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 Post subject: Ivy League in the UK?
PostPosted: Wed Jun 03, 2009 10:44 am 
http://www.telegraph.co.uk/education/un ... nment.html

I actually agree with this as long as they offer the huge bursaries that they do in the US.


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PostPosted: Wed Jun 03, 2009 2:17 pm 
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Last edited by Loopyloulou on Tue Aug 09, 2011 2:55 pm, edited 1 time in total.

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PostPosted: Wed Jun 03, 2009 3:38 pm 
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Loopyloulou wrote:
My brother-in-law, who is head of a science department at a Russell Group ("Ivy League"?) university, has just returned from a student recruitment drive in China :shock: ! He has never done anything like that before, but apparently this year the department has such little government funding that it must recruit a certain number of foreign students to balance the books. Those places will then not be available for home students.


China is always an apealling place to recruit (for ages, this is no news!)and yes I have been send to China in the past too! As Chinese students pay full fees the university does not make a loss by getting them. (The state money that Universities take per EU/UK student have never been sufficient to cover the costs of each such student) Unlike UK/EU students (i.e. "home" students) there is no quota on how many OS students a university can take as their studies are not funded by the tax payers and a small profit margin is made on each. Hence Asian students are not competing for places with UK students. However EU ones most certainly are: they also get student loans in the same terms as the UK ones. The fun part is that very few of them ever have to repay them because as they came from poorer EU countries when they return back home they take a very long time (if ever) for their income to reach the level of income where the repaying has to start!

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PostPosted: Wed Jun 03, 2009 3:48 pm 
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By the way my brother works in another very high ranking university and the get very few if any "home" students. All of their students are of Asian origins because the majority of the students that manage to satisfy the conditional offers are Asian. As most of the student are virtually OS then in effect the University becomes independent on its teaching side as it does not have to rely on HEFCE funds for students to cover its costs.

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PostPosted: Wed Jun 03, 2009 3:54 pm 
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My suggestion is that home students ought to be allowed to apply to universities either as "home" students (so competing for the limited subsidised places) or as "independent" students (so competing with foreigners for the unsubsidised places), or as both. That would get more British students into the universities, which must be a good thing.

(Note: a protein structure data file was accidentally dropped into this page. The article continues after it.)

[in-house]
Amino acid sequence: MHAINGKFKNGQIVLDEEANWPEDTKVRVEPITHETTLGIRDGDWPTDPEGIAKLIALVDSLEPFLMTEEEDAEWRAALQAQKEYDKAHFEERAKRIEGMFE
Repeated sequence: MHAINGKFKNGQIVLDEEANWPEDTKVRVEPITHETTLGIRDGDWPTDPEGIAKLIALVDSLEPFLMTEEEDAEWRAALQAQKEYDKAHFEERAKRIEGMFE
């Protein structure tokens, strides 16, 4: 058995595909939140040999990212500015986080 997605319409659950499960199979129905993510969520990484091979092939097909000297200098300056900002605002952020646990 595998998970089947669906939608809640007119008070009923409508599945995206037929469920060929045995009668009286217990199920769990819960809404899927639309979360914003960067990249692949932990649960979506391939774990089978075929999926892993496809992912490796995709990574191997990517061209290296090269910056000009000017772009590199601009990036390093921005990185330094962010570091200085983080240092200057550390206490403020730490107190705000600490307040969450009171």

[/quote]

The classification of a student as home has to do with his residence. If you are UK or EU you are home. Else you are overseas.

Making a classification of students as rich and non rich is an idea but let's not get all hypocritical by trying to code name privilidge/no privilidge (or bucks/no bucks) as home/OS!!

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PostPosted: Wed Jun 03, 2009 4:35 pm 
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But sj355 what you seem to be saying is that it's alright for an asian student to be allowed to buy a place at a good British university but it's wrong for a British student to be allowed to ?

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PostPosted: Wed Jun 03, 2009 5:17 pm 
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Loopyloulou wrote:
But sj355 what you seem to be saying is that it's alright for an asian student to be allowed to buy a place at a good British university but it's wrong for a British student to be allowed to ?


Yes, because the former does not take the place of a home student whereas the second does as there is a quota for home students but none for OS. In any case as I said the places are taken on the basis of who typically satisfies the conditional offers: guess who?

In any case there is an independent university in the UK. I suggest they make more so that all "home" students can go there if they feel like paying.

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 Post subject:
PostPosted: Wed Jun 03, 2009 5:23 pm 
What uni is the SJ? I don't think anyone ever wants to pay for uni but uni's are seriously under funded.


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 Post subject:
PostPosted: Wed Jun 03, 2009 5:31 pm 
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T.i.p.s.y wrote:
What uni is the SJ? I don't think anyone ever wants to pay for uni but uni's are seriously under funded.


With that I can agree. Let us raise the UG fees at long last! However it would not do much to improve the underepresentation of UK students in the UK. As far as PG education is concerned they have long been a minority and it is not for funding reasons as the fees charged for home/overseas in PG programmes do not typically differ much.

I do not see why people mind Chinese students: they make excellent students, especially in quantitative subjects and at the end of the day the manaufacture for you virtually everything you consume. Let us not be ungrateful, shall we? :wink:

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 Post subject:
PostPosted: Wed Jun 03, 2009 5:33 pm 
What uni in the UK is independent SJ?


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